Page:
Thursday, July 22, 2010
This is Bill’s 1962 Ford unibody truck. It was previously used by a local handyman who stenciled “HOME REPAIRS” on the doors with black spray paint. While removing the letters, we stepped back and it read “HOME R” as the other letters were gone. That, and the fact that the truck is yellow, is how Homer got his name. Look for more posts on this project in the future. Plans include an engine upgrade and a suspension swap.
Here is an interior shot of the cab. Notice the copper on the transmission tunnel? That is patching a hole that the PO made to install a floor shifter, presumably, after some problem with the column shift mechanism. The column shift functionality has been restored and works fine. Oh, and there are plans to replace those sweet floor mats as well.
This is our buddy Mike’s Model A truck. Right now it pretty much sits as he got it. No wiring, no working brakes, no glass, and no seats! But, it won’t stay in that condition for long. When it was purchased, it already had some work done by local rod shop Squeeg’s Kustoms. The chopped top had already been started and the body was channeled over the chassis. Additional chassis work was handled by Terry Palmer before it came to rest in the shop, where it now waits.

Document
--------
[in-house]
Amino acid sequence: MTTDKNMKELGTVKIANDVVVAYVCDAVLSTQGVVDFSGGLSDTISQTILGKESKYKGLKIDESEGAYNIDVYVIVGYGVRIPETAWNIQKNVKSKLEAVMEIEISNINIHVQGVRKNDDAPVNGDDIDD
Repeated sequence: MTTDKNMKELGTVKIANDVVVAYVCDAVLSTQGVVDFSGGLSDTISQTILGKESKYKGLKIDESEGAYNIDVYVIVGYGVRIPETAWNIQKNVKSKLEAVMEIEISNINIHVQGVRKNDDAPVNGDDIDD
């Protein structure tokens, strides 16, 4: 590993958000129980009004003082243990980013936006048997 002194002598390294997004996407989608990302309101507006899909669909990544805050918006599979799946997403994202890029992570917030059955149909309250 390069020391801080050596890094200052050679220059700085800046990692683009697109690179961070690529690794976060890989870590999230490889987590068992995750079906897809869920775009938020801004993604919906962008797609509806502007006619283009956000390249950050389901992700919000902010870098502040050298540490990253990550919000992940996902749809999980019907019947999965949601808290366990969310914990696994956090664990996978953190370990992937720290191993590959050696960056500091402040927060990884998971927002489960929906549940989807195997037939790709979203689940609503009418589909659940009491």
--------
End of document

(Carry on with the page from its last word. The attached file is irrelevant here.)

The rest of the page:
Wednesday, July 21, 2010
Thursday, July 8, 2010
One of our customers brought in an entire dash from a ‘49 Mercury, along with a hand drawn sketch, and asked us to design and make a custom dash for them. Of course we said, “No problem.” The main bezel is machined from a solid piece of brass, with vents on the right side to allow for A/C to flow. The gauge cluster features a red acrylic panel, that was painted, then machined, to allow for light to shine through the transparent panel in selected areas. This is only a mock-up, without the actual gauges behind the panel, but we were so pleased with how it turned out, we had to share.
We recently completed a short run of these machined speedsters. They end up around 7 1/2 inches long and are made from solid aluminum and feature bronze bearings in the wheels for a long life of smooth rollin'.